Wednesday, February 17, 2010

Indoor Pulled Pork Barbecue Recipe

indoor pulled pork barbecue

Pulled pork barbecue with vinegar sauce is one of my favorite foods, and evokes images of sultry, humid, North Carolina days, kudzu coiling around tree branches, and bottomless glasses of sweet iced tea. But pulled pork barbecue in the middle of winter? Indoors? Yes, you can.

All you need is this Cook’s Illustrated recipe, a nice five pound boneless pork shoulder (mine came from Aberdeen Hill Farms via my food coop), some spices, and a little bit of time. After the success of the trial run, this is a recipe I’ll now make in larger quantities to relive Southern memories with college friends, and to introduce barbecue neophytes to the porky umami deliciousness that is this easy, smoky barbecue, and not that far from the barbecue I used to devour at Allen and Son Barbecue in Chapel Hill, North Carolina.

In three short months I have to pull on a very attractive flesh colored unitard, and dance around onstage again in Boris Charmatz’s 50 Years of Dance when the piece tours to Amsterdam and Berlin. Eating fatty bbq and looking good in a flesh colored unitard is an oxymoron, but the aroma of smoky paprika mingling with this slow-roasted pork shoulder banished all skinny thoughts of salads, dance class, and the stationary bike. Winter’s for indulging, and we are in the thick of it.

I made an improvised version of coleslaw to go with the pork, and in addition to cabbage, I added a few chopped raw collard greens, blood oranges, and mixed them together with some homemade mayonnaise (next week's blog entry, this slaw). I don’t like coleslaw as a condiment to my sandwich, as some Southerners do, but on the side it provided a nice crunchy counter to the richness of the pork, and the blood oranges, while adding some bright color, also sweetly balanced out the vinegar present both in the sauce for the pork, and in the slaw. Sunday Southern brunch in my Brooklyn apartment. Who knew? Next time I'm making hush puppies, too; flesh colored unitard be damned.

Indoor Pulled Pork Barbecue Recipe

from Cook's Illustrated Magazine Jan/Feb 2010

Note from Banu: I made a version of the Lexington, NC vinegar sauce (listed among others, below) with only two tablespoons of ketchup and a splash of Tabasco, some minced garlic, and a little onion juice for more flavor. I also made a sauce with no tomato product at all, Eastern Carolina style, containing, simply, apple cider vinegar, salt and pepper, and some of the defatted juices leftover from cooking the pork. I actually preferred the first sauce I made (sorry Eastern North Carolinians!), as the vinegar was tamed by a bit of sugar and a little water, and I didn’t mind a little ketchup in the sauce for color. In any case, a vinegar based sauce is the way to go with pork; they are a perfect match.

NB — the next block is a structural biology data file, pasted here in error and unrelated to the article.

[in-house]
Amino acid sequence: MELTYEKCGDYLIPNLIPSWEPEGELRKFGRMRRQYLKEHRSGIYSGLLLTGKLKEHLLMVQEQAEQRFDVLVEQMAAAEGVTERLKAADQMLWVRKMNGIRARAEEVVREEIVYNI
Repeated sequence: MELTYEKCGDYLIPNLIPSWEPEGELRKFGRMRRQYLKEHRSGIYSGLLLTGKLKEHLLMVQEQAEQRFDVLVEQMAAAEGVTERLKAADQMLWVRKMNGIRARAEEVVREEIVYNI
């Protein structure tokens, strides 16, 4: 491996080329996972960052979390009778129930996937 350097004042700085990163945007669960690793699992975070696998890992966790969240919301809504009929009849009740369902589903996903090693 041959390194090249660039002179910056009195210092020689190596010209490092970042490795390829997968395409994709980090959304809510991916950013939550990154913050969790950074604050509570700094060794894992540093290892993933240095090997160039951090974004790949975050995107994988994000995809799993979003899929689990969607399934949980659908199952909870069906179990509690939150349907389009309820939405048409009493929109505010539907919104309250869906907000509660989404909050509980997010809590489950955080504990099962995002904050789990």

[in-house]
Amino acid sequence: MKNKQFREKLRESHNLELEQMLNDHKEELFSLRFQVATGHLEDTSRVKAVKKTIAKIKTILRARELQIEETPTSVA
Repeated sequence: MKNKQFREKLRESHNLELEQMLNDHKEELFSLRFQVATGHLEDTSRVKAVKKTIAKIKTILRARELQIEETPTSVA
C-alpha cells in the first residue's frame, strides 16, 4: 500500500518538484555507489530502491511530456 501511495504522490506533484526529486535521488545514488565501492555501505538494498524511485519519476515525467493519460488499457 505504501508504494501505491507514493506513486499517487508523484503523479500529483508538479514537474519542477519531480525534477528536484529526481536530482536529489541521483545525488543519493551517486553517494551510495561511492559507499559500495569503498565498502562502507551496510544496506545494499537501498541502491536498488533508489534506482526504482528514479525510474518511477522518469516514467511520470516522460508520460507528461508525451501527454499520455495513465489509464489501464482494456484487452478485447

Note: Sweet paprika may be substituted for smoked paprika. Covering the pork with parchment and then foil prevents the acidic mustard from eating holes in the foil. Serve the pork on hamburger rolls with pickle chips and thinly sliced onion. Alternatively, use 2 cups of your favorite barbecue sauce thinned with 1/2 cup of the defatted pork cooking liquid. The shredded and sauced pork can be cooled, tightly covered, and refrigerated for up to 2 days. Reheat it gently before serving.

serves 6-8

1 cup plus 2 tablespoons table salt
1/2 cup plus 2 tablespoons sugar
3 tablespoons plus 2 teaspoons liquid smoke
1 boneless pork butt (aka pork shoulder, about 5 lbs), cut in half horizontally
1/4 cup yellow mustard
2 tablespoons ground black pepper
2 tablespoons smoked paprika (you can substitute sweet)
1 teaspoon cayenne pepper

Dissolve 1 cup salt, 1/2 cup sugar, and 3 tablespoons liquid smoke in 4 quarts cold water in large container. Submerge pork in brine, cover with plastic wrap, and refrigerate for 2 hours.

While pork brines, combine mustard and remaining 2 teaspoons liquid smoke in small bowl; set aside. Combine black pepper, paprika, remaining 2 tablespoons sugar, remaining 2 teaspoons salt, and cayenne pepper in second small bowl; set aside. Adjust oven rack to lower middle position and heat oven to 325 degrees.

Remove pork from brine and dry thoroughly with paper towels. Rub mustard mixture over entire surface of each piece of pork. Sprinkle entire surface of each piece with spice mixture. Place pork on wire rack set inside foil lined rimmed baking sheet. Place sheet of parchment paper over pork, then cover with aluminum foil, sealing edges to prevent moisture from escaping. Roast pork for 3 hours.

Remove pork from oven; remove and discard foil and parchment. Carefully pour off liquid in bottom of baking sheet into a fat separator (or spoon off the fat with a ladle until a light film remains, and then gently use a paper towel to soak up the remaining fat from the surface of the pan juices) and reserve the pan juices for the sauce. Return pork to oven and cook, uncovered, until well browned, tender, and internal temperature registers 200 degrees on instant read thermometer, about 1 1/2 hours. Transfer pork to serving dish; tent loosely with foil, and rest for 20 minutes.